U.S. electricity consumption fell 2.1% in 2017, according to Oilprice.com. As energy-efficiency measures have taken hold, electricity sales have declined seven in the past 10 years. Such numbers do not bode well for electric utilities banking on increased demand growth to justify construction of new power plants. A big question is the extent to which national trends apply to Virginia.
Virginia’s economy differs from the national economy in one important way: The Old Dominion has become a dominant player in the data-center business. Indeed, one could argue that data centers are the biggest economic-development success story in Virginia of the past 10 to 20 years. Data centers consume vast amounts of electricity. And if we want more data centers, which provide a handful of highly paid jobs and loads of tax revenue, we will need to ensure a reliable supply of electricity, preferably renewable.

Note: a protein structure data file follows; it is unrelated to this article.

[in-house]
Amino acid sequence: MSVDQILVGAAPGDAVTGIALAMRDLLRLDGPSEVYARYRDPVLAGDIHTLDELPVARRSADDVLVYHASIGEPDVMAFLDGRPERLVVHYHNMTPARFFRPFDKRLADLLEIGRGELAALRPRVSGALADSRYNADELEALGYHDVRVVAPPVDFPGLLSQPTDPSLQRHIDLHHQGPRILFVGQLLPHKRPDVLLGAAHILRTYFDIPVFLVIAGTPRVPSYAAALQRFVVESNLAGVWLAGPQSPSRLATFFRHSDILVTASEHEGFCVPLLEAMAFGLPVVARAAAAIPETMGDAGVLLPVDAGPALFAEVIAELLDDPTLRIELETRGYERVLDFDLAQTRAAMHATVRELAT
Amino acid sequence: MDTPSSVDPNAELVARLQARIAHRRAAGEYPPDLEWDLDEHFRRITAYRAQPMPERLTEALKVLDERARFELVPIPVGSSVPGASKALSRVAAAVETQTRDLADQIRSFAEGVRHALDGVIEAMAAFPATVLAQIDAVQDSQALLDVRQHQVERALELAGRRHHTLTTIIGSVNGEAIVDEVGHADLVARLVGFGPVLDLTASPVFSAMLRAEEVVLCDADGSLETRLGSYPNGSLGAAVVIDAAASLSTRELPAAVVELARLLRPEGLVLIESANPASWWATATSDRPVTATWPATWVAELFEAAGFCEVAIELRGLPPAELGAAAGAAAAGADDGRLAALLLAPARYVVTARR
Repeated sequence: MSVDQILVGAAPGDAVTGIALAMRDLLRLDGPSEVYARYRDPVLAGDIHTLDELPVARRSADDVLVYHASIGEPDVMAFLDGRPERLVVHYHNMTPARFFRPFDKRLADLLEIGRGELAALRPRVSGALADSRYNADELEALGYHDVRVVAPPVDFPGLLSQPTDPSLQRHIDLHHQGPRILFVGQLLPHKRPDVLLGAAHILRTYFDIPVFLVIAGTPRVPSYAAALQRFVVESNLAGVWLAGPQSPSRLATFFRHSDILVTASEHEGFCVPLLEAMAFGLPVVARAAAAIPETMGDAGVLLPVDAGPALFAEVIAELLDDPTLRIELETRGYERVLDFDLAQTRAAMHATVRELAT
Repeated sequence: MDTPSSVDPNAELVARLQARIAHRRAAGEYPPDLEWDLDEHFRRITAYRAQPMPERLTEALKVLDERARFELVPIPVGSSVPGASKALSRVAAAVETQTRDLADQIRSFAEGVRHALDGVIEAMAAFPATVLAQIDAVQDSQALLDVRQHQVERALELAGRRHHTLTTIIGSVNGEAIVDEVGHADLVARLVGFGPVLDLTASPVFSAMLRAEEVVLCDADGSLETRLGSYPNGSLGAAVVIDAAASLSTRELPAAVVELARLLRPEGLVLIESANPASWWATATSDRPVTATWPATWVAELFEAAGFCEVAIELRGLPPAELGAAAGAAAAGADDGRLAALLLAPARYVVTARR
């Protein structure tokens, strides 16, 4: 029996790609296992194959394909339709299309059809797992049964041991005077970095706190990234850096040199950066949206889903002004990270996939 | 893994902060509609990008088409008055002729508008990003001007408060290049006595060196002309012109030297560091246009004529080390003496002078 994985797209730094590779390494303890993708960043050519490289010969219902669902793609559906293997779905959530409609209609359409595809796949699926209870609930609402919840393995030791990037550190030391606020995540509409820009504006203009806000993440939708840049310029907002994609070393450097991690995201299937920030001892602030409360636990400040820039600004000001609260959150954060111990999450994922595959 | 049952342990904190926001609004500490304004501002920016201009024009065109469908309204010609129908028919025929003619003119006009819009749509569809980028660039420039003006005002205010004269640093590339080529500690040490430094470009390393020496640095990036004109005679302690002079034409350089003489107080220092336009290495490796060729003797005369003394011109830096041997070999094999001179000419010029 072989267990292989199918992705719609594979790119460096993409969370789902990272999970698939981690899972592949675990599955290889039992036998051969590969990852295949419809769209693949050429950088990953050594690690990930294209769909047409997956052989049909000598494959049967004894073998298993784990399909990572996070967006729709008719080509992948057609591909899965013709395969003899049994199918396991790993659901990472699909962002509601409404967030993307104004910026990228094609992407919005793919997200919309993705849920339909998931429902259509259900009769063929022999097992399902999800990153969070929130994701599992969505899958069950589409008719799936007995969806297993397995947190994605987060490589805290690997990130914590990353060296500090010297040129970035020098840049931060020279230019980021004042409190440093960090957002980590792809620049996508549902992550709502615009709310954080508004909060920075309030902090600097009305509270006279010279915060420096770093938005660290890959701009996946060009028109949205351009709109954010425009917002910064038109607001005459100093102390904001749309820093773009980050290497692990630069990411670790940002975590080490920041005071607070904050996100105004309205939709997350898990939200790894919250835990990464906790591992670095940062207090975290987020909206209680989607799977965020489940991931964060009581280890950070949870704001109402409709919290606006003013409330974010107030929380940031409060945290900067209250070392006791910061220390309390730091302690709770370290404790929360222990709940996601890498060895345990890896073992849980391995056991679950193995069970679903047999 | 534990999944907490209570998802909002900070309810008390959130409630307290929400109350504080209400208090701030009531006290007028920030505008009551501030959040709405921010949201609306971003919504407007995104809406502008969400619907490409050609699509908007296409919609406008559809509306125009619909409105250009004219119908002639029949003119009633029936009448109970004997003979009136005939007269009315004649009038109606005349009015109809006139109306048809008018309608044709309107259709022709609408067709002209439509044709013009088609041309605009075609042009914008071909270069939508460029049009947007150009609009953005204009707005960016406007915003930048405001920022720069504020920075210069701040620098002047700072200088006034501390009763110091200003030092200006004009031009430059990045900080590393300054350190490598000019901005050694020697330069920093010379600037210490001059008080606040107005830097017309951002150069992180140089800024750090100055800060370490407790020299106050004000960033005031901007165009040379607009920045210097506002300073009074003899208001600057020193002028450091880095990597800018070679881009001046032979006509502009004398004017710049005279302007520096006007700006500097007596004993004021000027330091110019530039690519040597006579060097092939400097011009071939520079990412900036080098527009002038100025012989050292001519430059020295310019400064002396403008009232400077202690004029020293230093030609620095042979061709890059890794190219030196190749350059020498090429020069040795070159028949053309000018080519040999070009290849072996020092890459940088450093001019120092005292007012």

Dominion Energy Virginia has based the long-range planning in its Integrated Resource Plan (IRP) on an anticipated 1.5% annual growth rate in electricity demand — considerably stronger than demand growth nationally. PJM Interconnection has suggested that Virginia’s growth rate will be slower, but Dominion defends the forecast based on a more aggressive projection in the number of data centers.
The public interest calls for sufficient electricity supplies to accommodate the growing data-center industry and, down the road, a surge in demand from electric vehicles — but not so much as to burden rate payers with excess capacity. Clearly, the trend in electricity demand bears close watching.There are currently no comments highlighted.